Dummy or Styrofoam cakes are used as display pieces at weddings and trade shows or for cake decorating practice. Styrofoam cake pieces come in many shapes, heights and widths. When decorating dummy cakes, the goal is to make them look so real, no one can tell the difference. Unlike real cakes, Styrofoam cakes are coarse and can be difficult to work with when applying fondant. When making your next dummy cake, use a few tricks of the trade to achieve a flawless finish.
Wrapping the Styrofoam
Dummy cakes are created from compacted Styrofoam blocks. Though the material is compacted to provide a perfectly symmetrical shape, its texture can be coarse enough to leave lumps, ripples or tears in your fondant. This can be prevented by wrapping the Styrofoam cake in a layer of plastic wrap prior to applying the fondant. Make sure the plastic wrap is completely smooth around the Styrofoam, otherwise your fondant will show its imperfections as well.
Types of Dummy Cakes
The type of dummy cake you purchase will make a difference on how your fondant will look after it's applied. Purchase professional cake dummies and don't use basic Styrofoam from a craft store. Cake dummies are made specifically for fondant and buttercream applications, to ensure a smooth finish. Cake dummies are also created to withstand the grease from buttercream and acid in jelly so the dummy doesn't erode, chip or crumble when fondant is applied. Washable dummy cakes can also be purchased that have a smoother surface and don't require buttercream to adhere fondant.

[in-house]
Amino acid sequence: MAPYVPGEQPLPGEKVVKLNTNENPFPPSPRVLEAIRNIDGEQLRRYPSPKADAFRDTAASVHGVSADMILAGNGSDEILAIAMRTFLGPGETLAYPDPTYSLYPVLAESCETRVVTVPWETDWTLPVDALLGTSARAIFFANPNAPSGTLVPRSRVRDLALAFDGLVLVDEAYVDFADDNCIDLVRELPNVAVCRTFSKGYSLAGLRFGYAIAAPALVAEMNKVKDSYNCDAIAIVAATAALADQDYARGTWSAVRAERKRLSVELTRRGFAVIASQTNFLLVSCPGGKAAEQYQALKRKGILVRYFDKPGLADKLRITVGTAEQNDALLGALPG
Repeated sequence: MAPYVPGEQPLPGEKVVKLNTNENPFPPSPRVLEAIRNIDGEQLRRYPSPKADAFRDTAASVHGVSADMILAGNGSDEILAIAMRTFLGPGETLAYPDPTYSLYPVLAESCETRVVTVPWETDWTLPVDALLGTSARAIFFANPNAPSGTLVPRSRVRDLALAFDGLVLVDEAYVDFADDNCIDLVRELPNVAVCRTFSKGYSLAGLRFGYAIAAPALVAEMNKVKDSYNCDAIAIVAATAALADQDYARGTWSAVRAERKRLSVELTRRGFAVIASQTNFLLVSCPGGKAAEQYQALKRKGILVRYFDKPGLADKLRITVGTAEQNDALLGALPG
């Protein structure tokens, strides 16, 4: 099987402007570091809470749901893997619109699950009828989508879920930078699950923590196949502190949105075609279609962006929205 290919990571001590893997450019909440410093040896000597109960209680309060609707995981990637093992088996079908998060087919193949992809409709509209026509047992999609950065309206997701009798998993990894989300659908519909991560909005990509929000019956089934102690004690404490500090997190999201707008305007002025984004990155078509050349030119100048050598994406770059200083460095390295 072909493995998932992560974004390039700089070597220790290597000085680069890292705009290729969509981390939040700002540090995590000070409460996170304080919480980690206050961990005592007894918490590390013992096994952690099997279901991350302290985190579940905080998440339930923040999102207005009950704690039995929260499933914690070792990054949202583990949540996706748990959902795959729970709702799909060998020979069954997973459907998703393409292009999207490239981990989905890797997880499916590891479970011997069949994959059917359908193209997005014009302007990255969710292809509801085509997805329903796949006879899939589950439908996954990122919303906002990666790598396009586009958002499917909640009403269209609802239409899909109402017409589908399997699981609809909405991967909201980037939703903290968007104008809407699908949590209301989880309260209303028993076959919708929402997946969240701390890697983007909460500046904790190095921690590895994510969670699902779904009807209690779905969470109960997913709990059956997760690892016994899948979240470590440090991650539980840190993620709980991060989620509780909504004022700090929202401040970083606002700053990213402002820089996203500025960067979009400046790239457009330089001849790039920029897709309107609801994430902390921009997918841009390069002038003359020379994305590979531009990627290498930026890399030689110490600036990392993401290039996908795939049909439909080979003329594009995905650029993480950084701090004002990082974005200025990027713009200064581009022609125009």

Applying buttercream to a dummy cake is a way to make fondant stick to the surface, but the buttercream must be completely smooth so the fondant doesn't show imperfections. Frosting a Styrofoam cake is difficult since it's lightweight and will move as you apply the buttercream. Use a glue gun to attach the cake dummy to a plate or weighted surface. This will help you apply and smooth the buttercream so you can apply fondant without any lumps.
Water and Piping Gel
If your cake dummy will be sitting in a display that's closed or is intended for long-term use, you don't want to cover the cake in buttercream, since it will break down and smell over time. Cover Styrofoam cakes in plastic wrap and use a thin layer of piping gel or water as a glue for the fondant. When using water, apply a very light amount so the fondant doesn't become gummy. Apply and smooth fondant over the Styrofoam cake just as you would if using buttercream.
Shailynn Krow began writing professionally in 2002. She has contributed articles on food, weddings, travel, human resources/management and parenting to numerous online and offline publications. Krow holds a Bachelor of Science in psychology from the University of California, Los Angeles and an Associate of Science in pastry arts from the International Culinary Institute of America.